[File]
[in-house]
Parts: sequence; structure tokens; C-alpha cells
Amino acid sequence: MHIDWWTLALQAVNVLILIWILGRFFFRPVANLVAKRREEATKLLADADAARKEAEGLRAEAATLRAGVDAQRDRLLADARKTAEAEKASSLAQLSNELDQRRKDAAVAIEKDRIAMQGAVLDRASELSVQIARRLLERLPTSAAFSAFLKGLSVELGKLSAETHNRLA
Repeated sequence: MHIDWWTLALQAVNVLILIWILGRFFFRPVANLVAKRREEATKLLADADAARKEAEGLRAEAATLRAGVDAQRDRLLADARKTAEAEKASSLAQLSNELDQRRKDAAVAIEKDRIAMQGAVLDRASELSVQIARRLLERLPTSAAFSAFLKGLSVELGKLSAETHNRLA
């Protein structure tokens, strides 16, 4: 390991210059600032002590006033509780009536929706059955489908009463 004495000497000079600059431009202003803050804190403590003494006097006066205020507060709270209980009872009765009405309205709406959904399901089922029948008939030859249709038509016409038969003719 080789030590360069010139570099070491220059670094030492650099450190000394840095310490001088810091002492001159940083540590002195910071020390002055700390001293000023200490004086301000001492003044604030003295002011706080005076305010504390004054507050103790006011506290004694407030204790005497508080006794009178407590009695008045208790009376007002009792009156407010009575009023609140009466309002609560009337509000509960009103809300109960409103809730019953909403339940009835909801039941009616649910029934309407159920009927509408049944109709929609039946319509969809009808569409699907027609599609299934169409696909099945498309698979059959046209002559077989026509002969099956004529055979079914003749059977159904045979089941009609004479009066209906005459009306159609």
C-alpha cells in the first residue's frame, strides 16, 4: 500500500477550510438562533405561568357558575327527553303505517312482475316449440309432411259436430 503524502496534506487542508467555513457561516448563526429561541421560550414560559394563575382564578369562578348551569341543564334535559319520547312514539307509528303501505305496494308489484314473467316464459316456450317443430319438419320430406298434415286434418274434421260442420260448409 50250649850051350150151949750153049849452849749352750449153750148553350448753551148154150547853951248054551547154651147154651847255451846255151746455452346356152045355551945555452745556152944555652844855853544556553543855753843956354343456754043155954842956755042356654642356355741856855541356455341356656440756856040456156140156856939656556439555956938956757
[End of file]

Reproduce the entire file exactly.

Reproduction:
[in-house]
Parts: sequence; structure tokens; C-alpha cells
Amino acid sequence: MHIDWWTLALQAVNVLILIWILGRFFFRPVANLVAKRREEATKLLADADAARKEAEGLRAEAATLRAGVDAQRDRLLADARKTAEAEKASSLAQLSNELDQRRKDAAVAIEKDRIAMQGAVLDRASELSVQIARRLLERLPTSAAFSAFLKGLSVELGKLSAETHNRLA
Repeated sequence: MHIDWWTLALQAVNVLILIWILGRFFFRPVANLVAKRREEATKLLADADAARKEAEGLRAEAATLRAGVDAQRDRLLADARKTAEAEKASSLAQLSNELDQRRKDAAVAIEKDRIAMQGAVLDRASELSVQIARRLLERLPTSAAFSAFLKGLSVELGKLSAETHNRLA
């Protein structure tokens, strides 16, 4: 390991210059600032002590006033509780009536929706059955489908009463 004495000497000079600059431009202003803050804190403590003494006097006066205020507060709270209980009872009765009405309205709406959904399901089922029948008939030859249709038509016409038969003719 080789030590360069010139570099070491220059670094030492650099450190000394840095310490001088810091002492001159940083540590002195910071020390002055700390001293000023200490004086301000001492003044604030003295002011706080005076305010504390004054507050103790006011506290004694407030204790005497508080006794009178407590009695008045208790009376007002009792009156407010009575009023609140009466309002609560009337509000509960009103809300109960409103809730019953909403339940009835909801039941009616649910029934309407159920009927509408049944109709929609039946319509969809009808569409699907027609599609299934169409696909099945498309698979059959046209002559077989026509002969099956004529055979079914003749059977159904045979089941009609004479009066209906005459009306159609």
C-alpha cells in the first residue's frame, strides 16, 4: 500500500477550510438562533405561568357558575327527553303505517312482475316449440309432411259436430 503524502496534506487542508467555513457561516448563526429561541421560550414560559394563575382564578369562578348551569341543564334535559319520547312514539307509528303501505305496494308489484314473467316464459316456450317443430319438419320430406298434415286434418274434421260442420260448409 50250649850051350150151949750153049849452849749352750449153750148553350448753551148154150547853951248054551547154651147154651847255451846255151746455452346356152045355551945555452745556152944555652844855853544556553543855753843956354343456754043155954842956755042356654642356355741856855541356455341356656440756856040456156140156856939656556439555956938956757